Conducted at the same roughly the same time, the ASCO artworks play with a similar dynamic in their â€œNo Films,â€ which consist of fake film stills from non-existent movies, starring â€œbario stars,â€ an ethnic version of the â€œsuperstarsâ€ of Jack Smith (whose film stills from the 1960s is probably the most direct predecessor of ASCOâ€™s work) and Andy Warhol. This connection suggests another important connection: that between the foreigner and the homosexual, between the immigrant and the queer.
As modernist poet and constant immigrant (from Russia to Finland and later Lithuania) Henry Parland put it in his diary: â€œI am always a foreigner, no matter where I go.â€ To be a foreigner is to be a kind of drag version of the native, the foreigner introduces Art into every dimension of life. Some people â€“ such as the Latino poet who could not find the â€œLatina experienceâ€ in Sandy Florianâ€™s work â€“ would try to deny that the reified â€˜immigrant experienceâ€™ is itself kitsch, made up of costumes, objects, food, customs, a recognizable cast of characters, etc. Others, such as ASCO, would use it to produce their Art.
What strikes me in these would-be B-movie promotional stills is the use of cheap trinkets, the kitsch: disco-aliens with platform boots attack a bum with a huge fake axe, a woman is taped to a wall, a dolls is burning. These trinkets and human figures are posed around very mundane parts of Los Angeles; but their make-up, their trinkets both call attention to the mundane Los Angeles and turn it into something ridiculously glamorous, a kind of kitsch glamour. In this way it seems to opposite of the Hollywood idea of Los Angeles: The ultra-rich heart of spectacle culture that can create every exotic locale within its studios. Here the shitty glamour brings the â€œstudioâ€ out into Los Angeles, which finally becomes visibleâ€¦ as Art.
The other thing is that this shitty glamour is actually circuited to ethnicity. You can see this connection very explicitly if you look at some of ASCOâ€™s artwork â€“ such as â€œStations of the Cross,â€ where they dressed up in Day-of-the-Dead-inspired garbs and carried a cross to the draft station used to sign up Chicanos for the Vietnam War. Once youâ€™ve become aware of the political and ethnic dimensions of that protest, you can see the connection between the kitsch and the ethnic-inspired matter in the No Movies.
Let me return to the name ASCO, the name with its dual meaning of kitsch-brand and foreign, obscure word. Who was afflicted by this â€œnauseaâ€? When asked in 1983 where the name came from, Gronk (one of the members) said:
â€œThat was generally the reaction to a lot of the work that we were doing, when we first started doing work, is people would say, refer to our work as giving them, â€œUuhllhh!â€ asco. So we said, â€œThatâ€™s a nice title,â€ so we applied it to ourselves. A lot of the stuff early on was like real bloody and used a lot of different things, like dead birds and bones, and anything we could get our hands on. So the reaction by the community, or by different people that would see the work, was that it was giving them nausea. We liked the word.â€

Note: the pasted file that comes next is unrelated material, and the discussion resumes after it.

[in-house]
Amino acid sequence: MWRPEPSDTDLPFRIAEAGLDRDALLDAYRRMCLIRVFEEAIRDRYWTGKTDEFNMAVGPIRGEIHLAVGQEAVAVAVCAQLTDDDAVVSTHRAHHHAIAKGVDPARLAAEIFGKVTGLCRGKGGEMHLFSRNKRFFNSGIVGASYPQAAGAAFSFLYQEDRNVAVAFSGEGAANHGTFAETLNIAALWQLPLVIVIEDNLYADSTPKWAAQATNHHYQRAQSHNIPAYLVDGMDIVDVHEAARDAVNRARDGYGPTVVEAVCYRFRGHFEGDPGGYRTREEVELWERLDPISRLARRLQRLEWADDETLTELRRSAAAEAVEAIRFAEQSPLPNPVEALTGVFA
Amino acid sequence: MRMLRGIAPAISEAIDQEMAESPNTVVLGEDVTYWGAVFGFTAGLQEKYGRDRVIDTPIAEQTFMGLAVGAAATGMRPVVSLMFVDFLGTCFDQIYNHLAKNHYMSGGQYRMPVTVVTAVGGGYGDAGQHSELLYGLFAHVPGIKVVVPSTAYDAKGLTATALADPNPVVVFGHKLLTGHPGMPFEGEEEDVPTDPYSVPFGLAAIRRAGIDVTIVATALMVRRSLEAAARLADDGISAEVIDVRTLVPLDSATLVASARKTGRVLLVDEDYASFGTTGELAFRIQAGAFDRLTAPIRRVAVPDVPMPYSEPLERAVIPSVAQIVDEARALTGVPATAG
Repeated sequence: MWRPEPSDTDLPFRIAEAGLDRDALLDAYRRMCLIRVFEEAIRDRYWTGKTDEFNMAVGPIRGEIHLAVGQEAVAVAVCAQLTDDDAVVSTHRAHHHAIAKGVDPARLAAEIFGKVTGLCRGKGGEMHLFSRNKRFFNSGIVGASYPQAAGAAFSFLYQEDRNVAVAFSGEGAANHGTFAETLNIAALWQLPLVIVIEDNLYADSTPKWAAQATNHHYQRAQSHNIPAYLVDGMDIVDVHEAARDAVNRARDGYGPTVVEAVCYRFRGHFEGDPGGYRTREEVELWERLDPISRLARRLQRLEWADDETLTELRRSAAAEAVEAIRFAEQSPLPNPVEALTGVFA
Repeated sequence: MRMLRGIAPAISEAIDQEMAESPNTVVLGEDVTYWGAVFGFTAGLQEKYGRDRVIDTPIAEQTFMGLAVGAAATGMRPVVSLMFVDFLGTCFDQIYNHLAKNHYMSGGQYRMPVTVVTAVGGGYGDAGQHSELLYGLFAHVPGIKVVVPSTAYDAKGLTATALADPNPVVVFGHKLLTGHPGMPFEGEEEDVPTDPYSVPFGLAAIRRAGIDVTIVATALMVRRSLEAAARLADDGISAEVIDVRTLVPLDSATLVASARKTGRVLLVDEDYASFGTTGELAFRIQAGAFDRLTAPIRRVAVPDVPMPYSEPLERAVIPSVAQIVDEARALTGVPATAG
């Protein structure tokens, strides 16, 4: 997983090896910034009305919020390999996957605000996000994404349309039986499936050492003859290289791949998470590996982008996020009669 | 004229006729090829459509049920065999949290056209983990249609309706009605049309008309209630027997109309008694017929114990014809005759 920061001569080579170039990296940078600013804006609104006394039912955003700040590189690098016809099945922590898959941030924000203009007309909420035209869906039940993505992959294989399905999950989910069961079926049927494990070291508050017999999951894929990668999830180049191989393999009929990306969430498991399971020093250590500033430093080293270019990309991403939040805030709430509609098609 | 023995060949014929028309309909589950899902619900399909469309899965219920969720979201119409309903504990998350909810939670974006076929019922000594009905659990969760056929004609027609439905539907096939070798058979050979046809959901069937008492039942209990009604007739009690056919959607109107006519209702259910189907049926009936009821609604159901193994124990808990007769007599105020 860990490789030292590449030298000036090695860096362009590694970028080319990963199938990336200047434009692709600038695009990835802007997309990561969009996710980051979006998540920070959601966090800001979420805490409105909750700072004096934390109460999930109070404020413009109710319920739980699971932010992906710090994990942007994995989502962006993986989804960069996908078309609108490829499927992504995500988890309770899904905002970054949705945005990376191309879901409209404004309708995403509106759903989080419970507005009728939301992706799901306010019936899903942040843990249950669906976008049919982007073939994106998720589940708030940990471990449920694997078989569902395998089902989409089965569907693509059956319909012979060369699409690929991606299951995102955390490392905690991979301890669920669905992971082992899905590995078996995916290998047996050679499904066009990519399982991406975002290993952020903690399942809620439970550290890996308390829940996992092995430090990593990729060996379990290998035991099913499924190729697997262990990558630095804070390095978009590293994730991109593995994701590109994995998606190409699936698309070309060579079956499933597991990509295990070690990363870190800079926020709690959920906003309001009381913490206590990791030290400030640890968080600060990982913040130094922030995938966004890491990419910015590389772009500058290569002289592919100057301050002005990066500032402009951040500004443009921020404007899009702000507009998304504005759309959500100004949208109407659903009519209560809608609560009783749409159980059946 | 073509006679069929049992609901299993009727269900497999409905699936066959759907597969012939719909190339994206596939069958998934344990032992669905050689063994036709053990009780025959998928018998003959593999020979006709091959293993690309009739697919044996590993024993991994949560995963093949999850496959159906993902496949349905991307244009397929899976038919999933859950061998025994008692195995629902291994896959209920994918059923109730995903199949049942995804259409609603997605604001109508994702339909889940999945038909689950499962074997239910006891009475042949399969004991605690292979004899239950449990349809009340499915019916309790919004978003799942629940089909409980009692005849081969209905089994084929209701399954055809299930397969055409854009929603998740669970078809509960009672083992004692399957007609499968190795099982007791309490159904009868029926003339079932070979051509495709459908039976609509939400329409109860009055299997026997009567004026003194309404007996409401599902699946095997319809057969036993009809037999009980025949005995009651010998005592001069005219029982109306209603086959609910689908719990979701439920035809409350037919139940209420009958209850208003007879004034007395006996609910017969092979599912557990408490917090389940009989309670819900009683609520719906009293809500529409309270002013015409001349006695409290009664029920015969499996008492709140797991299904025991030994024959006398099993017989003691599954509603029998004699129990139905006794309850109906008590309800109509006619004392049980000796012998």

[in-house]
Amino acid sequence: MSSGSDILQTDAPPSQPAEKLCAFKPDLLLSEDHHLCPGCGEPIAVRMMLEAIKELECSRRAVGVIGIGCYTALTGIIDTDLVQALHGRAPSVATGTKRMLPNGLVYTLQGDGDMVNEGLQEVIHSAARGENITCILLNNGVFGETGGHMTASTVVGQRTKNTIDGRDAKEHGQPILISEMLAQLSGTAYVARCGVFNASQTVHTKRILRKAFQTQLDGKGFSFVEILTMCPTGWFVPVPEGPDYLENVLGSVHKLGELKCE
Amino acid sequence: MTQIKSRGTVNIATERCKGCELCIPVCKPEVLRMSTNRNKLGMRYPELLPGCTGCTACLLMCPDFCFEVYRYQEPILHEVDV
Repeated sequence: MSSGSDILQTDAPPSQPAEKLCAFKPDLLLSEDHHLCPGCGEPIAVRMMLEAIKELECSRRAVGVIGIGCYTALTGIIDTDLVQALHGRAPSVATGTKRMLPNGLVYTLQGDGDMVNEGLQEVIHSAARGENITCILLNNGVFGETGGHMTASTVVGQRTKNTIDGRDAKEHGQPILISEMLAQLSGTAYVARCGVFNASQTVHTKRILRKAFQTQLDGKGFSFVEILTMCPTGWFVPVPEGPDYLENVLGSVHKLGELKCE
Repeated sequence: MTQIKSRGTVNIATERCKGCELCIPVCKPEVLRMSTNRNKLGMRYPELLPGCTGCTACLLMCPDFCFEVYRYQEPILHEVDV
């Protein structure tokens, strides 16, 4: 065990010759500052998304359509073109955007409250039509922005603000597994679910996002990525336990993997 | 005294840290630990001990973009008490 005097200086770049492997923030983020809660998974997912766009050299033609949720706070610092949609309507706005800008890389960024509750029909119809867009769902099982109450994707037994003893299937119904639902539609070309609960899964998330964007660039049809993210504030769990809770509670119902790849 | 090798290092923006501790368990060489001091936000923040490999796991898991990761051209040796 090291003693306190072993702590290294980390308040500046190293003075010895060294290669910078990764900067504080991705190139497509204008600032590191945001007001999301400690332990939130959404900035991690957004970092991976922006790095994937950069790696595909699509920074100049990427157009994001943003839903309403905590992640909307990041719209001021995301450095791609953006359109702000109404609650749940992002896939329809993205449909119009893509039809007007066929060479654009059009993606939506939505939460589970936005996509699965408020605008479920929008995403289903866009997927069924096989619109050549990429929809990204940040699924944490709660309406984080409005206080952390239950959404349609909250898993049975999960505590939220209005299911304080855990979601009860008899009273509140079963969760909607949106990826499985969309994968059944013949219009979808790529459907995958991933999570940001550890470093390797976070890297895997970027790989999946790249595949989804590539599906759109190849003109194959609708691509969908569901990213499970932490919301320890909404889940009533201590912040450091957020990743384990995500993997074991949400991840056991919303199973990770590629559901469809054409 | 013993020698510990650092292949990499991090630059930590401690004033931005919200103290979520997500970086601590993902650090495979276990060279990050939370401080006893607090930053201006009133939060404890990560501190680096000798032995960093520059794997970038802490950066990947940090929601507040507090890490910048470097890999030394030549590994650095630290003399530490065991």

So in this definition, their artwork is named after the reception, after the effect their art has on people. But this is not the only explanation the group has given for its name. As C.Ondine Chavoya and Rita Gonzalez point out in their article â€œAsco and the Politics of Revulsion,â€ another member, Harry Gamboa noted very early on: â€œLast year at this time I was very active in the affairs of my community. I was deeply bothered and disgusted with the condition of my community and the Mexican American people. I learned to distrust and dislike everything that was pro-establishment.â€ Along the same line, Gronk also said â€œa lot of our friends were coming back in body bags and were dying, and we were seeing a whole generation come back that werenâ€™t alive anymore. And in a sense that gave us nauseaâ€¦ that is Asco, in a way.â€ The group also stated that they were â€œattracted and appalled by the glitter and gangrene of urban reality.â€
What I love about all these definitions â€“ seemingly seeping out of a very basic yet foreign word â€“ is the contradictions: the nausea is a negative response to the artwork which is a negative response to the political realities and or the kitschy â€œglitter,â€ which may be a disease in itself. In Julia Kristevaâ€™s famous definition of â€œabjectingâ€ as vomiting out the abject in order to maintain the self. â€œThe abjectâ€ is that which troubles boundaries. And here the nausea is both in the viewer and the artist, both inside the artists and outside of them. The glitter, the kitsch is the disease is both a source of fascination and nausea. Asco doesnâ€™t expel the kitsch, they harbor it, they are fascinated by it; this fascination doesnâ€™t heal, it seems to permeate.
Like the element of the un-sutured montage, the nauseating atmosphere of Ascoâ€™s work permeates the city of Los Angeles, blurring boundaries between inside and outside, fantasy and reality, Los Angeles and â€œLos Angeles.â€ Perhaps the most strikingly political aspect of this aesthetic can be seen in the stunning photograph â€œDecoyâ€. The group sent this picture of an apparently dead man in the middle of a street in Los Angeles to newspapers and news shows as evidence of another Chicano riot gone awry, and these news-outlets promptly broadcast it as evidence.